Virgin Festival comes “from England with love.” North by Northeast capitalizes on being the Canadian equivalent to Austin, Texas’ South by Southwest. And the Toronto Jazz Festival brings together the best in, well, jazz. But Eric Warner’s Over The Top Festival, now in its seventh year, aims to bring a different theme to Toronto in festival form — themelessness.
“It’s a little bit of everything,” boasts Warner, 24. He is the mastermind behind the five-day, all-ages festival that begins today in various venues across the city. “I want to keep it open ended. I’m not an indie rock festival; I’m not a hip-hop festival. I want to bring a lot to the table and allow people to check something out they might find interesting,” he says.
Of Montreal front man Kevin Barnes will perform at the Over The Top Festival.
This pursuit shouldn’t be a challenge for festivalgoers. This year’s musical lineup ranges from the eclectically progressive Toronto quintet dd/mm/yyyy to a rare solo performance by Of Montreal lead singer Kevin Barnes.
Warner was unsurprisingly able to nab the popular front man, having presented each Of Montreal show in Toronto since 1999. “With my shows outside of the festival, I’ve been able to continue a working relationship,” he says.
Another partnership he thinks will enhance the festival is the introduction of friend and film buff Jeff Wright as the event’s film curator. Among the items Wright has helped bring to the festival is a special appearance by New York artist Crispin Glover. He will present his new film, It is Fine. Everything is Fine!, and perform his one-man show.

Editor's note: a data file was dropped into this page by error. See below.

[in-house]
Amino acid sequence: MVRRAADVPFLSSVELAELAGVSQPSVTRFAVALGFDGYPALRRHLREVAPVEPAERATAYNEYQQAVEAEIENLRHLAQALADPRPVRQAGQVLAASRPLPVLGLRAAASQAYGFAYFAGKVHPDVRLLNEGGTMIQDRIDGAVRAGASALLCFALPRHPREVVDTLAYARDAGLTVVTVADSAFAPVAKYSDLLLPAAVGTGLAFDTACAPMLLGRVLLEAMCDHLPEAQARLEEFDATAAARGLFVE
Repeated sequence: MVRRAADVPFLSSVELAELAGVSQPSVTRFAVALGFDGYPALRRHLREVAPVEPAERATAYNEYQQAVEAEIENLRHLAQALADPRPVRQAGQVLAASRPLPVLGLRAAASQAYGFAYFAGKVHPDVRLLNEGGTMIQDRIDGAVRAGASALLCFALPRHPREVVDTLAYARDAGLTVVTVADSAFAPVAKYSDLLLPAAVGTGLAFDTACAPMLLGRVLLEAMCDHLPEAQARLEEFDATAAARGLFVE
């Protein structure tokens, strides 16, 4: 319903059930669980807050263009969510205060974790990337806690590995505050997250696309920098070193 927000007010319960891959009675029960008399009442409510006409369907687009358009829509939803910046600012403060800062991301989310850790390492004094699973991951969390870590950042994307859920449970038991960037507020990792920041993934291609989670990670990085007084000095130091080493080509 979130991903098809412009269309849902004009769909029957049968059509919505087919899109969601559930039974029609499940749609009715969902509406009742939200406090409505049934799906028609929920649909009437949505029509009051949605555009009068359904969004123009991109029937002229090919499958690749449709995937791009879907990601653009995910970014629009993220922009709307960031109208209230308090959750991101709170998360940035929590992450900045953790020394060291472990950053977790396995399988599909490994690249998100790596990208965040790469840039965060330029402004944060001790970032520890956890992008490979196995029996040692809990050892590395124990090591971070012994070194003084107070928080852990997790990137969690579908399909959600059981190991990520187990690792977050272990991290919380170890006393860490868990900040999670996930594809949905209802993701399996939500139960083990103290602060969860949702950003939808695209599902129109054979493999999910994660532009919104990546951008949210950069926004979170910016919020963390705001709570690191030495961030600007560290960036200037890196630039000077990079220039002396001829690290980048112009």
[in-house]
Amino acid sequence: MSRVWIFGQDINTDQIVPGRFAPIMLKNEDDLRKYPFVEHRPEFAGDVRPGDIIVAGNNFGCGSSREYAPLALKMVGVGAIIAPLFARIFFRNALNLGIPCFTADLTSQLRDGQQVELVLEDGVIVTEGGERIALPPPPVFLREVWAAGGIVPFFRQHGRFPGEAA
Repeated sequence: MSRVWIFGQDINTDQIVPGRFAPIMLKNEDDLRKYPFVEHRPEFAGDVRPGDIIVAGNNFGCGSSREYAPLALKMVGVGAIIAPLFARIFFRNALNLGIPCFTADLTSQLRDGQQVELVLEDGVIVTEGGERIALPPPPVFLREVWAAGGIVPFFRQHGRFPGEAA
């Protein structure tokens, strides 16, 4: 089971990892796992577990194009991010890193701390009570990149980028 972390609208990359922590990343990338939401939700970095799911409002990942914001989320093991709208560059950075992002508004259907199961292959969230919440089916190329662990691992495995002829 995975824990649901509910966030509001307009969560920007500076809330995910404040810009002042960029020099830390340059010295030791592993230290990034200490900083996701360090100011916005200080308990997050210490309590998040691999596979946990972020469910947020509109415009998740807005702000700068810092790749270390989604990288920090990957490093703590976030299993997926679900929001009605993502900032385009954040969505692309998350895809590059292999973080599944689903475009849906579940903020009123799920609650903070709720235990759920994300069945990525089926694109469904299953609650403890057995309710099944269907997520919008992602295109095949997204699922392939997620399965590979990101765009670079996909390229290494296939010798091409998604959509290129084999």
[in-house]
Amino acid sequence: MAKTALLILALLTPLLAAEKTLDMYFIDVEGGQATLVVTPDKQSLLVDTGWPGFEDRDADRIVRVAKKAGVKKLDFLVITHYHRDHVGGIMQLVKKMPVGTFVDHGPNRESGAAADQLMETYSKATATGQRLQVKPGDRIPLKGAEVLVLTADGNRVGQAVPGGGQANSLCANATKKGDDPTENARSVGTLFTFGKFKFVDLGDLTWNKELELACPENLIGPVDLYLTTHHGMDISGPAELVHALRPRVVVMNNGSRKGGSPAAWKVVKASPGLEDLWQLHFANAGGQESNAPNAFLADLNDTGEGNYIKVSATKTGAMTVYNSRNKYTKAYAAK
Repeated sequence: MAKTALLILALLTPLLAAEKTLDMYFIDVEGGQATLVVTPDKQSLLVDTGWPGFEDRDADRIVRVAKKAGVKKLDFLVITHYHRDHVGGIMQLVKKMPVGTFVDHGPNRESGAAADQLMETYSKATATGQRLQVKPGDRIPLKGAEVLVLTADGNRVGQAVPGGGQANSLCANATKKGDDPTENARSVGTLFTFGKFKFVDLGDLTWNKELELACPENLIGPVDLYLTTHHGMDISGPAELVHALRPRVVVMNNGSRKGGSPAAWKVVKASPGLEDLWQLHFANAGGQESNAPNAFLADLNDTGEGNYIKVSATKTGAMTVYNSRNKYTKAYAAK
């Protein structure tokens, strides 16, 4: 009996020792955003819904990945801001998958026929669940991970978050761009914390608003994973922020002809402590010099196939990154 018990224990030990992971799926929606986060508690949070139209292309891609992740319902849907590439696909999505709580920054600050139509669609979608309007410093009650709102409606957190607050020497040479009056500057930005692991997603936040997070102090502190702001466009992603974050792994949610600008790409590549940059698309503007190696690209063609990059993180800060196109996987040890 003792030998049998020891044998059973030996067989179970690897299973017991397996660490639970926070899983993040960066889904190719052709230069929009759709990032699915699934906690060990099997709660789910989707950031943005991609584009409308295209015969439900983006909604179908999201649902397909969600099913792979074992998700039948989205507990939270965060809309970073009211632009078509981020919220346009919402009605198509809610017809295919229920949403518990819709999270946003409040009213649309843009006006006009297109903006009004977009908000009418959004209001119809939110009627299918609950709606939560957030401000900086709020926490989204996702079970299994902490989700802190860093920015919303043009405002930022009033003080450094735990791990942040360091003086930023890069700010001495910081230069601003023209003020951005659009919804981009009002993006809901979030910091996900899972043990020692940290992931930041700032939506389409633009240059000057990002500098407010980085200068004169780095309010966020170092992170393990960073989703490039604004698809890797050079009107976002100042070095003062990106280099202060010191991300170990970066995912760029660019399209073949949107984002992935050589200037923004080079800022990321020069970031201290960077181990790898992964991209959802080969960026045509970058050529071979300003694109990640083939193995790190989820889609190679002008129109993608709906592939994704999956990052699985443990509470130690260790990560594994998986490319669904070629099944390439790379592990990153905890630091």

A host of premieres will also comprise the slate of screenings including the international premiere of I Think We’re Alone Now. The documentary follows a lonely, Asperger’s-ridden aging man and a hermaphrodite, both stalkers, obsessed with ‘80s pop icon Tiffany. “It’s really kind of unnerving, but in a good way,” says Warner.
The variety presented has clearly increased interest in the festival, as attendance has risen from 500 people to near 3,500 since its inception. “It’s been really interesting to see it grow and follow a natural, organic path,” says Warner. But despite rising popularity, he wants to maintain the largely single-handed effort a gradual process. “It would be great if it were a 20,000-person event but I don’t really want to go that route. I want to keep going at the pace I am so I can keep learning from everything and enjoying myself.”